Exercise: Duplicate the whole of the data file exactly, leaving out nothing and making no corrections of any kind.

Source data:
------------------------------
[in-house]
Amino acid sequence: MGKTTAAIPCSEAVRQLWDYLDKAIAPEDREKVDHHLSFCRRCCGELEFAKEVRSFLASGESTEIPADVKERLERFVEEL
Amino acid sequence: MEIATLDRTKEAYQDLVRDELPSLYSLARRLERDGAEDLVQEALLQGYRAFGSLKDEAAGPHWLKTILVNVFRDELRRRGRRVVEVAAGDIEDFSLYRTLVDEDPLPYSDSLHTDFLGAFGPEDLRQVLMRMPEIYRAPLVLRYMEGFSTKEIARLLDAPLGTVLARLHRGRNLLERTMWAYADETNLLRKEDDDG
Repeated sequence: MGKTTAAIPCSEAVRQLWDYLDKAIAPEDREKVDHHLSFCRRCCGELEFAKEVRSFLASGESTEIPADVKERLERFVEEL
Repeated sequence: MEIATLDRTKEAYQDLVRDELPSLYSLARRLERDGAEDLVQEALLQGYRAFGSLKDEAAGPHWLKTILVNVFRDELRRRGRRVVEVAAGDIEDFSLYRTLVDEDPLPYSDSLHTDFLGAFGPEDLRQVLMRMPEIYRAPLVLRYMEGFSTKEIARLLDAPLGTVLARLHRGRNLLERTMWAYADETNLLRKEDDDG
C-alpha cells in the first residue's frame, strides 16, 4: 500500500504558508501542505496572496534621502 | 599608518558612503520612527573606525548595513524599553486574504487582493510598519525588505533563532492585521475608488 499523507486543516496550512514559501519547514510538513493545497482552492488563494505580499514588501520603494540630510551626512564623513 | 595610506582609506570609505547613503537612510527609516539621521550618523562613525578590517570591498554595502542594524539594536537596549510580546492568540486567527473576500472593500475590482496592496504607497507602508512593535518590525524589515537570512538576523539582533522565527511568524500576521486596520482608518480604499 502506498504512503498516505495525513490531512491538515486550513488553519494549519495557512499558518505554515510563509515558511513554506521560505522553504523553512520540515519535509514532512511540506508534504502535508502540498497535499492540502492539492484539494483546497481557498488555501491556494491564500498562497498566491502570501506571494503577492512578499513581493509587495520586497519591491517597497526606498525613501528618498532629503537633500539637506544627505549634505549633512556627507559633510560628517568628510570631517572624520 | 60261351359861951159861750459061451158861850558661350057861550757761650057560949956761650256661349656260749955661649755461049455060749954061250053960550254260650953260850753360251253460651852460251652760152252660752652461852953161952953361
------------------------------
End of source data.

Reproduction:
[in-house]
Amino acid sequence: MGKTTAAIPCSEAVRQLWDYLDKAIAPEDREKVDHHLSFCRRCCGELEFAKEVRSFLASGESTEIPADVKERLERFVEEL
Amino acid sequence: MEIATLDRTKEAYQDLVRDELPSLYSLARRLERDGAEDLVQEALLQGYRAFGSLKDEAAGPHWLKTILVNVFRDELRRRGRRVVEVAAGDIEDFSLYRTLVDEDPLPYSDSLHTDFLGAFGPEDLRQVLMRMPEIYRAPLVLRYMEGFSTKEIARLLDAPLGTVLARLHRGRNLLERTMWAYADETNLLRKEDDDG
Repeated sequence: MGKTTAAIPCSEAVRQLWDYLDKAIAPEDREKVDHHLSFCRRCCGELEFAKEVRSFLASGESTEIPADVKERLERFVEEL
Repeated sequence: MEIATLDRTKEAYQDLVRDELPSLYSLARRLERDGAEDLVQEALLQGYRAFGSLKDEAAGPHWLKTILVNVFRDELRRRGRRVVEVAAGDIEDFSLYRTLVDEDPLPYSDSLHTDFLGAFGPEDLRQVLMRMPEIYRAPLVLRYMEGFSTKEIARLLDAPLGTVLARLHRGRNLLERTMWAYADETNLLRKEDDDG
C-alpha cells in the first residue's frame, strides 16, 4: 500500500504558508501542505496572496534621502 | 599608518558612503520612527573606525548595513524599553486574504487582493510598519525588505533563532492585521475608488 499523507486543516496550512514559501519547514510538513493545497482552492488563494505580499514588501520603494540630510551626512564623513 | 595610506582609506570609505547613503537612510527609516539621521550618523562613525578590517570591498554595502542594524539594536537596549510580546492568540486567527473576500472593500475590482496592496504607497507602508512593535518590525524589515537570512538576523539582533522565527511568524500576521486596520482608518480604499 502506498504512503498516505495525513490531512491538515486550513488553519494549519495557512499558518505554515510563509515558511513554506521560505522553504523553512520540515519535509514532512511540506508534504502535508502540498497535499492540502492539492484539494483546497481557498488555501491556494491564500498562497498566491502570501506571494503577492512578499513581493509587495520586497519591491517597497526606498525613501528618498532629503537633500539637506544627505549634505549633512556627507559633510560628517568628510570631517572624520 | 60261351359861951159861750459061451158861850558661350057861550757761650057560949956761650256661349656260749955661649755461049455060749954061250053960550254260650953260850753360251253460651852460251652760152252660752652461852953161952953361